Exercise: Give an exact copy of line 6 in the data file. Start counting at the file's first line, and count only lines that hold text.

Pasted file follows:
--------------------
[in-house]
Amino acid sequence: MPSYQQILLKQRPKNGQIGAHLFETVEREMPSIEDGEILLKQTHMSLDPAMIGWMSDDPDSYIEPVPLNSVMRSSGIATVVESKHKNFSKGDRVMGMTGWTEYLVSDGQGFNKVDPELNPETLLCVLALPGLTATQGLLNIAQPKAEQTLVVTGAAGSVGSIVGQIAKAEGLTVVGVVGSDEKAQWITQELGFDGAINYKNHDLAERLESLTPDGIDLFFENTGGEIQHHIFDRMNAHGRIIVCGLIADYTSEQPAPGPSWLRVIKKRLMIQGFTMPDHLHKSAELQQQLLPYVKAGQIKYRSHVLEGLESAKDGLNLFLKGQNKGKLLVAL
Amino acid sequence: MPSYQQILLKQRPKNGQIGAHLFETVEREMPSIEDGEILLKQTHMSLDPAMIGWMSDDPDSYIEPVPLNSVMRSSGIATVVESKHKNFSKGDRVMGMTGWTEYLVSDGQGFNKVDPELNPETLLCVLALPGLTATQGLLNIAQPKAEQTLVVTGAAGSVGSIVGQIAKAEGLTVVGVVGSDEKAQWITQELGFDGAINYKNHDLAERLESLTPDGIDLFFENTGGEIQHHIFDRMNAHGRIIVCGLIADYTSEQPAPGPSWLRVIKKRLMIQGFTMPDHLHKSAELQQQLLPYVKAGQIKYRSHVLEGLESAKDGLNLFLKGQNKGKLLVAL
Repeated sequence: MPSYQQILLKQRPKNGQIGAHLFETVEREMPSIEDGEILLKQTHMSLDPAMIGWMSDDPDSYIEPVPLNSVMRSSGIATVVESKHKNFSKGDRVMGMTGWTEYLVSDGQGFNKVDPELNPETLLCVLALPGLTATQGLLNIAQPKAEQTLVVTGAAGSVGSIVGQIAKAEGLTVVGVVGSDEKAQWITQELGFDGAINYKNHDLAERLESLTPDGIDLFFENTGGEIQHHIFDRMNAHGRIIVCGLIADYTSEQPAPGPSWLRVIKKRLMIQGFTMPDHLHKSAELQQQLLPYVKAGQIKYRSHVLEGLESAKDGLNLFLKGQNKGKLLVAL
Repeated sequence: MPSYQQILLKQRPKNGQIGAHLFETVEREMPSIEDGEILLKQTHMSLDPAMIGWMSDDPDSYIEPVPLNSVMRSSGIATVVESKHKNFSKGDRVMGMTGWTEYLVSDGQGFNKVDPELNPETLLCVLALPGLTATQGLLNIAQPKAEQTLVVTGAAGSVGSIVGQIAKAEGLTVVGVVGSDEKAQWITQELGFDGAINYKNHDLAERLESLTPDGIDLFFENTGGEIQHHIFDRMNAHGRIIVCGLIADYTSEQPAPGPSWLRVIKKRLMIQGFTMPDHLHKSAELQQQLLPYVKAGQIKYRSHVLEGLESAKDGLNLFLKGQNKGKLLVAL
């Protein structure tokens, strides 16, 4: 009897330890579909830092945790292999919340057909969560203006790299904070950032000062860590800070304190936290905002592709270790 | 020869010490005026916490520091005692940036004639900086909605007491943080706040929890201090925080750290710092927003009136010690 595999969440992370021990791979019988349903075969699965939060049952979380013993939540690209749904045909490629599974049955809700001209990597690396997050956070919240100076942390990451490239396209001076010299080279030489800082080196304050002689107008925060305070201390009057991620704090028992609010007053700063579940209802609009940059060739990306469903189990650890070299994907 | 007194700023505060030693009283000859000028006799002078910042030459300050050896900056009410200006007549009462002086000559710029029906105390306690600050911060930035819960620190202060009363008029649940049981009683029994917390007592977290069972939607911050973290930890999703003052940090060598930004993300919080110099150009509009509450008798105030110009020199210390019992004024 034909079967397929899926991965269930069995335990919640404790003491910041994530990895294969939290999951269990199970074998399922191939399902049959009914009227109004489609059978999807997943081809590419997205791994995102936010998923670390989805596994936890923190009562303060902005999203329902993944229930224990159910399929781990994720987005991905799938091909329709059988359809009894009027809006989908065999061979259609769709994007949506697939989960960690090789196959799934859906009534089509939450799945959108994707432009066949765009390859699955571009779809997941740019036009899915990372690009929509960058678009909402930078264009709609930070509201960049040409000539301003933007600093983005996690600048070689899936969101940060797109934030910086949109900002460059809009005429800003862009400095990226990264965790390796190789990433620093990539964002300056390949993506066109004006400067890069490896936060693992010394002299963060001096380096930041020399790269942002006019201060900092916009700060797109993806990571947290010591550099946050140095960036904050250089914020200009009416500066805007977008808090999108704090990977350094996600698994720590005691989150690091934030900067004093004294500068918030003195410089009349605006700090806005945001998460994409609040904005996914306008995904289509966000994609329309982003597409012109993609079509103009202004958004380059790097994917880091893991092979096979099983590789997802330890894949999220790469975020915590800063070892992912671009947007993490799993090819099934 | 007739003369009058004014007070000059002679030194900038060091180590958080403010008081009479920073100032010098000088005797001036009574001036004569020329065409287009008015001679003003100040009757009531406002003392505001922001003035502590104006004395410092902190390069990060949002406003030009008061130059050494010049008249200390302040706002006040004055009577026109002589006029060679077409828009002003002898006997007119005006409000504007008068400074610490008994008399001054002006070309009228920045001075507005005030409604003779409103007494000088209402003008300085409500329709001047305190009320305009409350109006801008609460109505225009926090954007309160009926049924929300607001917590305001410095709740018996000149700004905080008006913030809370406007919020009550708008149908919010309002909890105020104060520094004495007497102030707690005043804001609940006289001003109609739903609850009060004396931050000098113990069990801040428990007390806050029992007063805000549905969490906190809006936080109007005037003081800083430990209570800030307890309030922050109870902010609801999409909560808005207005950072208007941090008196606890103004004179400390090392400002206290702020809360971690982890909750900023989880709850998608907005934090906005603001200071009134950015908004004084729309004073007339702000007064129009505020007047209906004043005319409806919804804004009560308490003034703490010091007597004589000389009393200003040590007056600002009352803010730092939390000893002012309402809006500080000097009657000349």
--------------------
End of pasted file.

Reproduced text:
């Protein structure tokens, strides 16, 4: 009897330890579909830092945790292999919340057909969560203006790299904070950032000062860590800070304190936290905002592709270790 | 020869010490005026916490520091005692940036004639900086909605007491943080706040929890201090925080750290710092927003009136010690 595999969440992370021990791979019988349903075969699965939060049952979380013993939540690209749904045909490629599974049955809700001209990597690396997050956070919240100076942390990451490239396209001076010299080279030489800082080196304050002689107008925060305070201390009057991620704090028992609010007053700063579940209802609009940059060739990306469903189990650890070299994907 | 007194700023505060030693009283000859000028006799002078910042030459300050050896900056009410200006007549009462002086000559710029029906105390306690600050911060930035819960620190202060009363008029649940049981009683029994917390007592977290069972939607911050973290930890999703003052940090060598930004993300919080110099150009509009509450008798105030110009020199210390019992004024 034909079967397929899926991965269930069995335990919640404790003491910041994530990895294969939290999951269990199970074998399922191939399902049959009914009227109004489609059978999807997943081809590419997205791994995102936010998923670390989805596994936890923190009562303060902005999203329902993944229930224990159910399929781990994720987005991905799938091909329709059988359809009894009027809006989908065999061979259609769709994007949506697939989960960690090789196959799934859906009534089509939450799945959108994707432009066949765009390859699955571009779809997941740019036009899915990372690009929509960058678009909402930078264009709609930070509201960049040409000539301003933007600093983005996690600048070689899936969101940060797109934030910086949109900002460059809009005429800003862009400095990226990264965790390796190789990433620093990539964002300056390949993506066109004006400067890069490896936060693992010394002299963060001096380096930041020399790269942002006019201060900092916009700060797109993806990571947290010591550099946050140095960036904050250089914020200009009416500066805007977008808090999108704090990977350094996600698994720590005691989150690091934030900067004093004294500068918030003195410089009349605006700090806005945001998460994409609040904005996914306008995904289509966000994609329309982003597409012109993609079509103009202004958004380059790097994917880091893991092979096979099983590789997802330890894949999220790469975020915590800063070892992912671009947007993490799993090819099934 | 007739003369009058004014007070000059002679030194900038060091180590958080403010008081009479920073100032010098000088005797001036009574001036004569020329065409287009008015001679003003100040009757009531406002003392505001922001003035502590104006004395410092902190390069990060949002406003030009008061130059050494010049008249200390302040706002006040004055009577026109002589006029060679077409828009002003002898006997007119005006409000504007008068400074610490008994008399001054002006070309009228920045001075507005005030409604003779409103007494000088209402003008300085409500329709001047305190009320305009409350109006801008609460109505225009926090954007309160009926049924929300607001917590305001410095709740018996000149700004905080008006913030809370406007919020009550708008149908919010309002909890105020104060520094004495007497102030707690005043804001609940006289001003109609739903609850009060004396931050000098113990069990801040428990007390806050029992007063805000549905969490906190809006936080109007005037003081800083430990209570800030307890309030922050109870902010609801999409909560808005207005950072208007941090008196606890103004004179400390090392400002206290702020809360971690982890909750900023989880709850998608907005934090906005603001200071009134950015908004004084729309004073007339702000007064129009505020007047209906004043005319409806919804804004009560308490003034703490010091007597004589000389009393200003040590007056600002009352803010730092939390000893002012309402809006500080000097009657000349």